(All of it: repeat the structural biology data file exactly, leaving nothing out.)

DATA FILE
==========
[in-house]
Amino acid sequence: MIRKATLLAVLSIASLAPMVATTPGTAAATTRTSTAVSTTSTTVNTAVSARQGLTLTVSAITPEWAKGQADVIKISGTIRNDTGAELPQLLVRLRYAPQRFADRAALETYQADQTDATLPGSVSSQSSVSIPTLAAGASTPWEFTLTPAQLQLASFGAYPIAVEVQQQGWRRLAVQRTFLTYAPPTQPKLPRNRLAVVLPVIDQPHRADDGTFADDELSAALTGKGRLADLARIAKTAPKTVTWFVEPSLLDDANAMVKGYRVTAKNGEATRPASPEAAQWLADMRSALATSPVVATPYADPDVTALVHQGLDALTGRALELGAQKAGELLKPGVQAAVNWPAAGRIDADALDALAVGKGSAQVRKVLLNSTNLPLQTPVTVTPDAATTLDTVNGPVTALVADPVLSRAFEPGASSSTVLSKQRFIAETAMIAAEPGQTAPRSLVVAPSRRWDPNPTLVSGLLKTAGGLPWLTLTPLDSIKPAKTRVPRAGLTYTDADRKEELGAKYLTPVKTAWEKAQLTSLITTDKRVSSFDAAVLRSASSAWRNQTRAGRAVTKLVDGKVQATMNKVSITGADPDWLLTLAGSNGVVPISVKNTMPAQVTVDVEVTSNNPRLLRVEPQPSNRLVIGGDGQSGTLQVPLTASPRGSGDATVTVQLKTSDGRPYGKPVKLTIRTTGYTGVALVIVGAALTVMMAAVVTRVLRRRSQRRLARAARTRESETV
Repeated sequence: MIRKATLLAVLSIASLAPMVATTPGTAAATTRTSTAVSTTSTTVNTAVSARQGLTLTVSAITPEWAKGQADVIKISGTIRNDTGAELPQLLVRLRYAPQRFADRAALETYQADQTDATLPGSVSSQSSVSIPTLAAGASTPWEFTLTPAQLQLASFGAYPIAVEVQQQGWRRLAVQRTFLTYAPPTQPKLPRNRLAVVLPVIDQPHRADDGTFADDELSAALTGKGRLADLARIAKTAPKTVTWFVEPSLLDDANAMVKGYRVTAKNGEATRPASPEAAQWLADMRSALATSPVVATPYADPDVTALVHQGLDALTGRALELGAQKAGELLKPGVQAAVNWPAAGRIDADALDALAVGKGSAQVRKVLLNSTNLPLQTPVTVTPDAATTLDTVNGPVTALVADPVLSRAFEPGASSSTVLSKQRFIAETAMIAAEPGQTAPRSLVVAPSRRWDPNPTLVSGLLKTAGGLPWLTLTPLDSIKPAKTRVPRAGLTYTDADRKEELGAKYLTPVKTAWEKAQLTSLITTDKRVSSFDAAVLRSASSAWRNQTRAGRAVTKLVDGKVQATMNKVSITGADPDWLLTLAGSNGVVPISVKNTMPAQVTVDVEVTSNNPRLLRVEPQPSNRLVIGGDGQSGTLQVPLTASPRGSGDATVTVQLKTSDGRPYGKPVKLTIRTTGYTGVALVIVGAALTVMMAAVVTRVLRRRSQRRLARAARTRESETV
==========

[in-house]
Amino acid sequence: MIRKATLLAVLSIASLAPMVATTPGTAAATTRTSTAVSTTSTTVNTAVSARQGLTLTVSAITPEWAKGQADVIKISGTIRNDTGAELPQLLVRLRYAPQRFADRAALETYQADQTDATLPGSVSSQSSVSIPTLAAGASTPWEFTLTPAQLQLASFGAYPIAVEVQQQGWRRLAVQRTFLTYAPPTQPKLPRNRLAVVLPVIDQPHRADDGTFADDELSAALTGKGRLADLARIAKTAPKTVTWFVEPSLLDDANAMVKGYRVTAKNGEATRPASPEAAQWLADMRSALATSPVVATPYADPDVTALVHQGLDALTGRALELGAQKAGELLKPGVQAAVNWPAAGRIDADALDALAVGKGSAQVRKVLLNSTNLPLQTPVTVTPDAATTLDTVNGPVTALVADPVLSRAFEPGASSSTVLSKQRFIAETAMIAAEPGQTAPRSLVVAPSRRWDPNPTLVSGLLKTAGGLPWLTLTPLDSIKPAKTRVPRAGLTYTDADRKEELGAKYLTPVKTAWEKAQLTSLITTDKRVSSFDAAVLRSASSAWRNQTRAGRAVTKLVDGKVQATMNKVSITGADPDWLLTLAGSNGVVPISVKNTMPAQVTVDVEVTSNNPRLLRVEPQPSNRLVIGGDGQSGTLQVPLTASPRGSGDATVTVQLKTSDGRPYGKPVKLTIRTTGYTGVALVIVGAALTVMMAAVVTRVLRRRSQRRLARAARTRESETV
Repeated sequence: MIRKATLLAVLSIASLAPMVATTPGTAAATTRTSTAVSTTSTTVNTAVSARQGLTLTVSAITPEWAKGQADVIKISGTIRNDTGAELPQLLVRLRYAPQRFADRAALETYQADQTDATLPGSVSSQSSVSIPTLAAGASTPWEFTLTPAQLQLASFGAYPIAVEVQQQGWRRLAVQRTFLTYAPPTQPKLPRNRLAVVLPVIDQPHRADDGTFADDELSAALTGKGRLADLARIAKTAPKTVTWFVEPSLLDDANAMVKGYRVTAKNGEATRPASPEAAQWLADMRSALATSPVVATPYADPDVTALVHQGLDALTGRALELGAQKAGELLKPGVQAAVNWPAAGRIDADALDALAVGKGSAQVRKVLLNSTNLPLQTPVTVTPDAATTLDTVNGPVTALVADPVLSRAFEPGASSSTVLSKQRFIAETAMIAAEPGQTAPRSLVVAPSRRWDPNPTLVSGLLKTAGGLPWLTLTPLDSIKPAKTRVPRAGLTYTDADRKEELGAKYLTPVKTAWEKAQLTSLITTDKRVSSFDAAVLRSASSAWRNQTRAGRAVTKLVDGKVQATMNKVSITGADPDWLLTLAGSNGVVPISVKNTMPAQVTVDVEVTSNNPRLLRVEPQPSNRLVIGGDGQSGTLQVPLTASPRGSGDATVTVQLKTSDGRPYGKPVKLTIRTTGYTGVALVIVGAALTVMMAAVVTRVLRRRSQRRLARAARTRESETV